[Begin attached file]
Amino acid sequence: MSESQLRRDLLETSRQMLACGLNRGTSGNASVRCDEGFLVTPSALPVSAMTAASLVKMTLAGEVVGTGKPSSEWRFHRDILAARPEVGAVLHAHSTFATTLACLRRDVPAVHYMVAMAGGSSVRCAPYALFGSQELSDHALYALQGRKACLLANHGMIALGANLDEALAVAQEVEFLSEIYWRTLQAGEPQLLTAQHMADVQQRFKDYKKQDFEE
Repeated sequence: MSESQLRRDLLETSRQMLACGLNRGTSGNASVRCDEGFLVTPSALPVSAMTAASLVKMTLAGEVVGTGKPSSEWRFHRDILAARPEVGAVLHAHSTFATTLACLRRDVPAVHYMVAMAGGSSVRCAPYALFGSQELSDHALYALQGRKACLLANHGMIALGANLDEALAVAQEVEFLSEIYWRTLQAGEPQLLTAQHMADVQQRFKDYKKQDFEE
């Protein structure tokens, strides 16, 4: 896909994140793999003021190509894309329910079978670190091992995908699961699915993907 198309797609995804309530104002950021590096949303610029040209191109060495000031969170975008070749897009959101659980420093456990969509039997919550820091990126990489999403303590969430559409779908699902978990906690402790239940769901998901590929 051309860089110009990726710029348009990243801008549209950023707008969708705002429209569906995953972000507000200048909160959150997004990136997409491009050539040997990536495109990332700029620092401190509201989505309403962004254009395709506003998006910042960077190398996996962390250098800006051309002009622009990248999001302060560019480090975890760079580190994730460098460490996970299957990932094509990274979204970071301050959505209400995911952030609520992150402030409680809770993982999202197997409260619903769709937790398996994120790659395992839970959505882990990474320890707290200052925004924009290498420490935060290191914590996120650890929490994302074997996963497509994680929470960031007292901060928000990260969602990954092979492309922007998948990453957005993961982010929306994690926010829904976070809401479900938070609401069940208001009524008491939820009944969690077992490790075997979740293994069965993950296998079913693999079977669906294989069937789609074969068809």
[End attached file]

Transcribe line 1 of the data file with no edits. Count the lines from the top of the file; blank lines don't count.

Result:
Amino acid sequence: MSESQLRRDLLETSRQMLACGLNRGTSGNASVRCDEGFLVTPSALPVSAMTAASLVKMTLAGEVVGTGKPSSEWRFHRDILAARPEVGAVLHAHSTFATTLACLRRDVPAVHYMVAMAGGSSVRCAPYALFGSQELSDHALYALQGRKACLLANHGMIALGANLDEALAVAQEVEFLSEIYWRTLQAGEPQLLTAQHMADVQQRFKDYKKQDFEE